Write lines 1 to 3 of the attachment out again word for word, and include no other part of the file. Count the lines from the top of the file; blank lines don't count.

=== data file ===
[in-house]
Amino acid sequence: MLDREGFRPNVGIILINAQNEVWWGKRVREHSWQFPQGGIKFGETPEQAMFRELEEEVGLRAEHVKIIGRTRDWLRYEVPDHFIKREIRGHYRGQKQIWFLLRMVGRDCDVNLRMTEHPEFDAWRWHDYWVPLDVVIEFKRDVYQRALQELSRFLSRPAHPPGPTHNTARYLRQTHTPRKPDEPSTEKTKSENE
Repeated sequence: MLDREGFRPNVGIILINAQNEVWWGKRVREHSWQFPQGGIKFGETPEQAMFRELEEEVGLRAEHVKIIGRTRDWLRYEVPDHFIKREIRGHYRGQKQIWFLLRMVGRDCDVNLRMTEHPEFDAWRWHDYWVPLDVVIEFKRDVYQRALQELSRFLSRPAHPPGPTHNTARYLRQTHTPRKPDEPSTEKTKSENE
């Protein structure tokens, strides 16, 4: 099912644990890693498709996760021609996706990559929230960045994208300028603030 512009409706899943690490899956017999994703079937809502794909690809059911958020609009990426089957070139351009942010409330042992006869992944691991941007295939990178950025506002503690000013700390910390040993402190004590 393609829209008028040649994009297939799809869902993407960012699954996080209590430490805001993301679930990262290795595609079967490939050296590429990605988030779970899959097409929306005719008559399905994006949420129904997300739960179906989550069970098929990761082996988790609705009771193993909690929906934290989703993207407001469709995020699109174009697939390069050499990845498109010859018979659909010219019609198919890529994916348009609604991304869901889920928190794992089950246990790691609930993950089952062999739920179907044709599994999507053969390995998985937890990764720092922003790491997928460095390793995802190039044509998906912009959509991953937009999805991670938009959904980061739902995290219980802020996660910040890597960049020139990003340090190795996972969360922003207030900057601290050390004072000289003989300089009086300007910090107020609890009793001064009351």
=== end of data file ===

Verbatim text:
[in-house]
Amino acid sequence: MLDREGFRPNVGIILINAQNEVWWGKRVREHSWQFPQGGIKFGETPEQAMFRELEEEVGLRAEHVKIIGRTRDWLRYEVPDHFIKREIRGHYRGQKQIWFLLRMVGRDCDVNLRMTEHPEFDAWRWHDYWVPLDVVIEFKRDVYQRALQELSRFLSRPAHPPGPTHNTARYLRQTHTPRKPDEPSTEKTKSENE
Repeated sequence: MLDREGFRPNVGIILINAQNEVWWGKRVREHSWQFPQGGIKFGETPEQAMFRELEEEVGLRAEHVKIIGRTRDWLRYEVPDHFIKREIRGHYRGQKQIWFLLRMVGRDCDVNLRMTEHPEFDAWRWHDYWVPLDVVIEFKRDVYQRALQELSRFLSRPAHPPGPTHNTARYLRQTHTPRKPDEPSTEKTKSENE